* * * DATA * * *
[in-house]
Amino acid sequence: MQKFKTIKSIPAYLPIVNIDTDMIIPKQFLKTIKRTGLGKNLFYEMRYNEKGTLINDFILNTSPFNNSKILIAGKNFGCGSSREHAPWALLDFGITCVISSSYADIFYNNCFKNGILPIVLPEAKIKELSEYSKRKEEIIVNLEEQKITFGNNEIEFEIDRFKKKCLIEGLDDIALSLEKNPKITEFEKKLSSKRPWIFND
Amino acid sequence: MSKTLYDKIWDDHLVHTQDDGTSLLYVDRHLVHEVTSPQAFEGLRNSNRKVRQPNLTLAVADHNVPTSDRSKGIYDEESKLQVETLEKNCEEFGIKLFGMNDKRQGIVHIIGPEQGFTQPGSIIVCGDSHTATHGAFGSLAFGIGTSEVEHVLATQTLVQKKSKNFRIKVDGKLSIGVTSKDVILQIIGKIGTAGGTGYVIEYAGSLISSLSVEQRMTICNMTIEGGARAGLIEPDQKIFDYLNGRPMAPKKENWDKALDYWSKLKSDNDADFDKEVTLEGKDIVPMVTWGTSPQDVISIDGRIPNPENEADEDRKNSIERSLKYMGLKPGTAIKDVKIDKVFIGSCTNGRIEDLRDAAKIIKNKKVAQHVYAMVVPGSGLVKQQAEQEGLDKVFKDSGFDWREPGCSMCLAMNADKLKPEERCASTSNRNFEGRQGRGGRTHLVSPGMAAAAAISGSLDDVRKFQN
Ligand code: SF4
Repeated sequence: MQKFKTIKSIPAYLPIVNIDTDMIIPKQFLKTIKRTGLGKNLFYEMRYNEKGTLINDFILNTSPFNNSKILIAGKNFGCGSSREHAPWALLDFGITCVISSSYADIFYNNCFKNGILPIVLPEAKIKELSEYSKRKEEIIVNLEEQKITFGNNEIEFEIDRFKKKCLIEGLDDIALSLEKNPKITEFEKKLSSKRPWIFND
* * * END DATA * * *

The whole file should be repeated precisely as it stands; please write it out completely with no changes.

[in-house]
Amino acid sequence: MQKFKTIKSIPAYLPIVNIDTDMIIPKQFLKTIKRTGLGKNLFYEMRYNEKGTLINDFILNTSPFNNSKILIAGKNFGCGSSREHAPWALLDFGITCVISSSYADIFYNNCFKNGILPIVLPEAKIKELSEYSKRKEEIIVNLEEQKITFGNNEIEFEIDRFKKKCLIEGLDDIALSLEKNPKITEFEKKLSSKRPWIFND
Amino acid sequence: MSKTLYDKIWDDHLVHTQDDGTSLLYVDRHLVHEVTSPQAFEGLRNSNRKVRQPNLTLAVADHNVPTSDRSKGIYDEESKLQVETLEKNCEEFGIKLFGMNDKRQGIVHIIGPEQGFTQPGSIIVCGDSHTATHGAFGSLAFGIGTSEVEHVLATQTLVQKKSKNFRIKVDGKLSIGVTSKDVILQIIGKIGTAGGTGYVIEYAGSLISSLSVEQRMTICNMTIEGGARAGLIEPDQKIFDYLNGRPMAPKKENWDKALDYWSKLKSDNDADFDKEVTLEGKDIVPMVTWGTSPQDVISIDGRIPNPENEADEDRKNSIERSLKYMGLKPGTAIKDVKIDKVFIGSCTNGRIEDLRDAAKIIKNKKVAQHVYAMVVPGSGLVKQQAEQEGLDKVFKDSGFDWREPGCSMCLAMNADKLKPEERCASTSNRNFEGRQGRGGRTHLVSPGMAAAAAISGSLDDVRKFQN
Ligand code: SF4
Repeated sequence: MQKFKTIKSIPAYLPIVNIDTDMIIPKQFLKTIKRTGLGKNLFYEMRYNEKGTLINDFILNTSPFNNSKILIAGKNFGCGSSREHAPWALLDFGITCVISSSYADIFYNNCFKNGILPIVLPEAKIKELSEYSKRKEEIIVNLEEQKITFGNNEIEFEIDRFKKKCLIEGLDDIALSLEKNPKITEFEKKLSSKRPWIFND